Agriculture education in our secondary schools continues to be a high priority for New York State. With looming projections of teacher shortages both statewide and throughout the nation, coupled with Cornell’s elimination of the Department of Agriculture Education and termination of its teacher certification program, New York agriculture education and FFA are at a crisis situation that must be addressed! Continue reading
GREENWICH, NY — The Washington County Soil and Water Conservation District Board of Directors announce the promotion of Corrina Aldrich to the position of District Manager. She will take the helm Jan. 1, 2015 replacing Joseph Driscoll, the current District Manager who will be retiring at the end of the year. Joe is leaving after a 32-year storied career with Washington and Montgomery County Soil and Water Districts, The Washington County SWCD Board of Directors would like to wish Joe the best of luck in his new endeavors.
Corrina Aldrich has worked with the Washington County Soil and Water Conservation District as a Natural Resources Technician for five and a half years and brings a broad spectrum of experience to the position. Corrina received an AAS Degree in Agricultural Science from SUNY Cobleskill in 1988. Since then she has worked in a variety of agricultural industries including many dairy operations, equine training and breeding facilities, and the greenhouse and nursery industry. Continue reading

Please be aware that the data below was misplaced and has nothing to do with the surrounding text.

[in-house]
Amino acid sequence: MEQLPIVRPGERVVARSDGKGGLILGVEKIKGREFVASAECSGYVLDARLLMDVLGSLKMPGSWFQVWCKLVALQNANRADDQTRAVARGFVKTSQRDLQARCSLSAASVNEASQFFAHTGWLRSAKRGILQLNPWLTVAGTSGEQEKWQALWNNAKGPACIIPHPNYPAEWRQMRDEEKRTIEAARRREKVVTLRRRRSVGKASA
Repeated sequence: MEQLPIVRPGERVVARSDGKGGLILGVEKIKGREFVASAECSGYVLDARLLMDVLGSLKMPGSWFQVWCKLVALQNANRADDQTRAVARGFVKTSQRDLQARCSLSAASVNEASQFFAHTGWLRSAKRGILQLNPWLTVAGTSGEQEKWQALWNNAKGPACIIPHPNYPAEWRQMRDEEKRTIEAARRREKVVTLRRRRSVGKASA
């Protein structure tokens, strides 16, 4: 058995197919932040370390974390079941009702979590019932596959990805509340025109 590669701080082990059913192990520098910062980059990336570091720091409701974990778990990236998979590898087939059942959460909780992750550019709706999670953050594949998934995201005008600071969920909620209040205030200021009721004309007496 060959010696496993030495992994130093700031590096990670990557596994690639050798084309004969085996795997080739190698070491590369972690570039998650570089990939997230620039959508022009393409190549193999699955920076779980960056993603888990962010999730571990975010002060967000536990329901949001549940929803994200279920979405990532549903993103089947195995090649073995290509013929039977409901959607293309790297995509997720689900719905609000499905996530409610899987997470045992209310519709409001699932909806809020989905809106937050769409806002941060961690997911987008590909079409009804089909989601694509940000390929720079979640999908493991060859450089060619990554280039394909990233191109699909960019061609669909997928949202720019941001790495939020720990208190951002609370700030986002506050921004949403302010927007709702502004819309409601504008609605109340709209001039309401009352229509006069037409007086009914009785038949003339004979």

After years of coping with Lyme disease, it sometimes seems as if little more is known about it today than it was when it was first discovered. We know that its presence has been around for about 20 million years, but we can date modern problems with the bacterium to 1975, when several cases were identified in two Connecticut towns, Lyme and Old Lyme. In 1978, it was learned that the disease is tick-borne.
“My son got so sick from Lyme and associated diseases that I honestly didn’t believe he was going to survive,” said Dr. Kathy Spreen. “Chris had a tick bite that he got while doing an internship in Delaware. He came home and asked, ‘Does this matter?’ There was a tick in there wiggling, and I said, ‘Well, let’s just take this thing out and put it in a jar and see what happens.’” Continue reading
About 50 people gathered at the Weyers Cave Community Center on Nov. 20 to hear Dr. Joe Bouton ask, “What alkaloid levels are you willing to live with?”
It’s not a question commonly asked by farmers today, but Bouton hopes that in the future, testing for alkaloid levels will be as common as measuring forage for nutrients, protein and NDF.
Alkaloids are naturally occurring compounds produced by fungi, bacteria, plants and animals. Alkaloids can have medicinal properties. Morphine, caffeine and ephedrine are alkaloids. Some alkaloids are toxic to other organisms — for example, nicotine. Tobacco dust is an effective pesticide, if not used today as widely as it once was. Continue reading